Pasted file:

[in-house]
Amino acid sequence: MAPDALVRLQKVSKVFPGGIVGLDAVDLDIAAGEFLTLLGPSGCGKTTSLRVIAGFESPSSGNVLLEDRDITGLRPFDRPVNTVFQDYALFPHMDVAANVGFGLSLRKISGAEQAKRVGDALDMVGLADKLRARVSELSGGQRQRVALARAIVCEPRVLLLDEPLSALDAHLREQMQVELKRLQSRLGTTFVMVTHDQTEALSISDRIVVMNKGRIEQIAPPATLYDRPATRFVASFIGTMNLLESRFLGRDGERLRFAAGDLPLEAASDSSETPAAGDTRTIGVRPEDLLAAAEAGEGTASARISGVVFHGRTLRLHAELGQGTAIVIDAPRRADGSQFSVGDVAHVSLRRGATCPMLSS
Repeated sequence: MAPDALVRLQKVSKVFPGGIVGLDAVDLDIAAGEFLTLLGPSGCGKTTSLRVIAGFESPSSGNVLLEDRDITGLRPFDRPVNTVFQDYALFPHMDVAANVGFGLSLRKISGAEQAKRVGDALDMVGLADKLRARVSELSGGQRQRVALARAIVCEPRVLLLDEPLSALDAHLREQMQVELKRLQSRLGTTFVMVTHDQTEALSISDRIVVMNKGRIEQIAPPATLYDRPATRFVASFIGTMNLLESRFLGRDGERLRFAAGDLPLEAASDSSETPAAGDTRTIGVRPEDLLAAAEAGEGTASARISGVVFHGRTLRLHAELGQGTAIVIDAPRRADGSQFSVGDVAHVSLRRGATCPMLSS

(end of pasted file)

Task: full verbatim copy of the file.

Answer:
[in-house]
Amino acid sequence: MAPDALVRLQKVSKVFPGGIVGLDAVDLDIAAGEFLTLLGPSGCGKTTSLRVIAGFESPSSGNVLLEDRDITGLRPFDRPVNTVFQDYALFPHMDVAANVGFGLSLRKISGAEQAKRVGDALDMVGLADKLRARVSELSGGQRQRVALARAIVCEPRVLLLDEPLSALDAHLREQMQVELKRLQSRLGTTFVMVTHDQTEALSISDRIVVMNKGRIEQIAPPATLYDRPATRFVASFIGTMNLLESRFLGRDGERLRFAAGDLPLEAASDSSETPAAGDTRTIGVRPEDLLAAAEAGEGTASARISGVVFHGRTLRLHAELGQGTAIVIDAPRRADGSQFSVGDVAHVSLRRGATCPMLSS
Repeated sequence: MAPDALVRLQKVSKVFPGGIVGLDAVDLDIAAGEFLTLLGPSGCGKTTSLRVIAGFESPSSGNVLLEDRDITGLRPFDRPVNTVFQDYALFPHMDVAANVGFGLSLRKISGAEQAKRVGDALDMVGLADKLRARVSELSGGQRQRVALARAIVCEPRVLLLDEPLSALDAHLREQMQVELKRLQSRLGTTFVMVTHDQTEALSISDRIVVMNKGRIEQIAPPATLYDRPATRFVASFIGTMNLLESRFLGRDGERLRFAAGDLPLEAASDSSETPAAGDTRTIGVRPEDLLAAAEAGEGTASARISGVVFHGRTLRLHAELGQGTAIVIDAPRRADGSQFSVGDVAHVSLRRGATCPMLSS